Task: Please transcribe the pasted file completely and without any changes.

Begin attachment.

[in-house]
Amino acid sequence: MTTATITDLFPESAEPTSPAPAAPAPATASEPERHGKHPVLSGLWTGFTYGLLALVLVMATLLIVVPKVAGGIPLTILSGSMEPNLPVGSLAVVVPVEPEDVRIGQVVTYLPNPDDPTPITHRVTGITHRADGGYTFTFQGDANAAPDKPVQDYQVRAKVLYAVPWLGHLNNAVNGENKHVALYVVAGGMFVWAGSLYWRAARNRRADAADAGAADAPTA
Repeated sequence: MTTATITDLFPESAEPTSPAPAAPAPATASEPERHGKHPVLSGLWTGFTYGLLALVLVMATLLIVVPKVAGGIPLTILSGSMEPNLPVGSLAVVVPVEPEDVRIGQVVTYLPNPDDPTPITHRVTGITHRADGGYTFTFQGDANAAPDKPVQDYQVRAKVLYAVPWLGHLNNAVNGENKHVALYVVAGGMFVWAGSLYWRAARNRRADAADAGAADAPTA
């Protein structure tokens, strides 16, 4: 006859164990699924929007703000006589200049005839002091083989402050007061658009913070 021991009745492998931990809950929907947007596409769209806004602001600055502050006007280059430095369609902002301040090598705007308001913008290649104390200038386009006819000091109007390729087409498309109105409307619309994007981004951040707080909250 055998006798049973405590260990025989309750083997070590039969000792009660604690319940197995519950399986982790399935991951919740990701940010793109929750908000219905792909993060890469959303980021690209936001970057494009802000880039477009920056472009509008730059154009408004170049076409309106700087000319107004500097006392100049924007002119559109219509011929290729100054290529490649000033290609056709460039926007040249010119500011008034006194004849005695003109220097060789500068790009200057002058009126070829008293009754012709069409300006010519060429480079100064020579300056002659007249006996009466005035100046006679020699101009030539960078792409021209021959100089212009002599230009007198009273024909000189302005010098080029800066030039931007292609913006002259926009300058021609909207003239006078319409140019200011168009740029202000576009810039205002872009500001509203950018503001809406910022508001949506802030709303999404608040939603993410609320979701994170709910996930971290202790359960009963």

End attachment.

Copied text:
[in-house]
Amino acid sequence: MTTATITDLFPESAEPTSPAPAAPAPATASEPERHGKHPVLSGLWTGFTYGLLALVLVMATLLIVVPKVAGGIPLTILSGSMEPNLPVGSLAVVVPVEPEDVRIGQVVTYLPNPDDPTPITHRVTGITHRADGGYTFTFQGDANAAPDKPVQDYQVRAKVLYAVPWLGHLNNAVNGENKHVALYVVAGGMFVWAGSLYWRAARNRRADAADAGAADAPTA
Repeated sequence: MTTATITDLFPESAEPTSPAPAAPAPATASEPERHGKHPVLSGLWTGFTYGLLALVLVMATLLIVVPKVAGGIPLTILSGSMEPNLPVGSLAVVVPVEPEDVRIGQVVTYLPNPDDPTPITHRVTGITHRADGGYTFTFQGDANAAPDKPVQDYQVRAKVLYAVPWLGHLNNAVNGENKHVALYVVAGGMFVWAGSLYWRAARNRRADAADAGAADAPTA
């Protein structure tokens, strides 16, 4: 006859164990699924929007703000006589200049005839002091083989402050007061658009913070 021991009745492998931990809950929907947007596409769209806004602001600055502050006007280059430095369609902002301040090598705007308001913008290649104390200038386009006819000091109007390729087409498309109105409307619309994007981004951040707080909250 055998006798049973405590260990025989309750083997070590039969000792009660604690319940197995519950399986982790399935991951919740990701940010793109929750908000219905792909993060890469959303980021690209936001970057494009802000880039477009920056472009509008730059154009408004170049076409309106700087000319107004500097006392100049924007002119559109219509011929290729100054290529490649000033290609056709460039926007040249010119500011008034006194004849005695003109220097060789500068790009200057002058009126070829008293009754012709069409300006010519060429480079100064020579300056002659007249006996009466005035100046006679020699101009030539960078792409021209021959100089212009002599230009007198009273024909000189302005010098080029800066030039931007292609913006002259926009300058021609909207003239006078319409140019200011168009740029202000576009810039205002872009500001509203950018503001809406910022508001949506802030709303999404608040939603993410609320979701994170709910996930971290202790359960009963």